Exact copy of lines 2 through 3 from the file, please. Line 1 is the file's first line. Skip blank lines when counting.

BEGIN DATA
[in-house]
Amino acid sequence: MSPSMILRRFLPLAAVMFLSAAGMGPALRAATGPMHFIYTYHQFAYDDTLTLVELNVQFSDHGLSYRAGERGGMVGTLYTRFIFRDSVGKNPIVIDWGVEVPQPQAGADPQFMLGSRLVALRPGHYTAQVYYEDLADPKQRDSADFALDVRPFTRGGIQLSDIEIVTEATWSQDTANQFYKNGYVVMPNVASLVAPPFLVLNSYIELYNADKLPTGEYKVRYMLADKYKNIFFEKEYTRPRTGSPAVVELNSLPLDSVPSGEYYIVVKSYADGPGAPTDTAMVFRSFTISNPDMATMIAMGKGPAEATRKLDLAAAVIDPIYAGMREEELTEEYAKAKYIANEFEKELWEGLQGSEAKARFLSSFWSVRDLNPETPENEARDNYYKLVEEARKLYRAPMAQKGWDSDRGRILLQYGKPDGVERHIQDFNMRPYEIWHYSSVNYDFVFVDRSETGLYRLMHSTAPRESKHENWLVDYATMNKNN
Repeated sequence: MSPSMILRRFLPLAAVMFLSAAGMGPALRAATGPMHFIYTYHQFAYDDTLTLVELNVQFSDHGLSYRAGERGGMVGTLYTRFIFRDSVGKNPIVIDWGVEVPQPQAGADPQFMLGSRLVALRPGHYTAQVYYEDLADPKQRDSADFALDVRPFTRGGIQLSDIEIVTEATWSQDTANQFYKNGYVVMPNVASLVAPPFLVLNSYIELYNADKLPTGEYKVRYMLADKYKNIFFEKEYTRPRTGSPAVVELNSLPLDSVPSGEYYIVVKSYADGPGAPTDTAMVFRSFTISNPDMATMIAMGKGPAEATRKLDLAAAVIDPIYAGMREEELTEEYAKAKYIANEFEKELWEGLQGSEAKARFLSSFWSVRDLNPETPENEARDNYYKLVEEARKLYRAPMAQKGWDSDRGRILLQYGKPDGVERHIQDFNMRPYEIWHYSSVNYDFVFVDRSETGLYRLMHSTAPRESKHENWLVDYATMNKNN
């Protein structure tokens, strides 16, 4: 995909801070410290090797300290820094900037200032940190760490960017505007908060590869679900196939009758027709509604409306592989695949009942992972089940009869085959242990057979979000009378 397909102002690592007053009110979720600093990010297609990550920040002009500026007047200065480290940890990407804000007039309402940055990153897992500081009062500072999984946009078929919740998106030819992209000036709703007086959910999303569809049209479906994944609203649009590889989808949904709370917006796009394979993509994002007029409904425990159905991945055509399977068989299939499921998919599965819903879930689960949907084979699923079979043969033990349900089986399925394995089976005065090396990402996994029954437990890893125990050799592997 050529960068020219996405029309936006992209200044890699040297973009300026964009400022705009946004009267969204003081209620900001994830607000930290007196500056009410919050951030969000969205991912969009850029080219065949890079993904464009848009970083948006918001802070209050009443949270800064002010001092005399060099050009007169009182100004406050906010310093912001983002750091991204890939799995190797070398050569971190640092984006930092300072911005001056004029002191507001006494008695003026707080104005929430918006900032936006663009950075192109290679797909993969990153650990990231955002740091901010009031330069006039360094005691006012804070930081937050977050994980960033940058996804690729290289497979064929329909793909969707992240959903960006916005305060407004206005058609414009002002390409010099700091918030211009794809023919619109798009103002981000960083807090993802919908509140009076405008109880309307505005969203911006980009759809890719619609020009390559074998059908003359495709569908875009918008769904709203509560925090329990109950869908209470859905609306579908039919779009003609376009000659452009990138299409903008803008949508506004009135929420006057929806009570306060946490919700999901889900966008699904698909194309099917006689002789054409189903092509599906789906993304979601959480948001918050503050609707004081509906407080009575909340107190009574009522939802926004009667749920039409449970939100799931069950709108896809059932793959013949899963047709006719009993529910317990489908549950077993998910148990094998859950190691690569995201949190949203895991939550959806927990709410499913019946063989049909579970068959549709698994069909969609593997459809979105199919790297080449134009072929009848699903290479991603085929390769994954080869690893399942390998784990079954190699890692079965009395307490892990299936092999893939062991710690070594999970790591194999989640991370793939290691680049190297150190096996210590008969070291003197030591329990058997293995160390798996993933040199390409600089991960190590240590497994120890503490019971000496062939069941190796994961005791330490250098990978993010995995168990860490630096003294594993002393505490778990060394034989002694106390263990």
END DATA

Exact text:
Amino acid sequence: MSPSMILRRFLPLAAVMFLSAAGMGPALRAATGPMHFIYTYHQFAYDDTLTLVELNVQFSDHGLSYRAGERGGMVGTLYTRFIFRDSVGKNPIVIDWGVEVPQPQAGADPQFMLGSRLVALRPGHYTAQVYYEDLADPKQRDSADFALDVRPFTRGGIQLSDIEIVTEATWSQDTANQFYKNGYVVMPNVASLVAPPFLVLNSYIELYNADKLPTGEYKVRYMLADKYKNIFFEKEYTRPRTGSPAVVELNSLPLDSVPSGEYYIVVKSYADGPGAPTDTAMVFRSFTISNPDMATMIAMGKGPAEATRKLDLAAAVIDPIYAGMREEELTEEYAKAKYIANEFEKELWEGLQGSEAKARFLSSFWSVRDLNPETPENEARDNYYKLVEEARKLYRAPMAQKGWDSDRGRILLQYGKPDGVERHIQDFNMRPYEIWHYSSVNYDFVFVDRSETGLYRLMHSTAPRESKHENWLVDYATMNKNN
Repeated sequence: MSPSMILRRFLPLAAVMFLSAAGMGPALRAATGPMHFIYTYHQFAYDDTLTLVELNVQFSDHGLSYRAGERGGMVGTLYTRFIFRDSVGKNPIVIDWGVEVPQPQAGADPQFMLGSRLVALRPGHYTAQVYYEDLADPKQRDSADFALDVRPFTRGGIQLSDIEIVTEATWSQDTANQFYKNGYVVMPNVASLVAPPFLVLNSYIELYNADKLPTGEYKVRYMLADKYKNIFFEKEYTRPRTGSPAVVELNSLPLDSVPSGEYYIVVKSYADGPGAPTDTAMVFRSFTISNPDMATMIAMGKGPAEATRKLDLAAAVIDPIYAGMREEELTEEYAKAKYIANEFEKELWEGLQGSEAKARFLSSFWSVRDLNPETPENEARDNYYKLVEEARKLYRAPMAQKGWDSDRGRILLQYGKPDGVERHIQDFNMRPYEIWHYSSVNYDFVFVDRSETGLYRLMHSTAPRESKHENWLVDYATMNKNN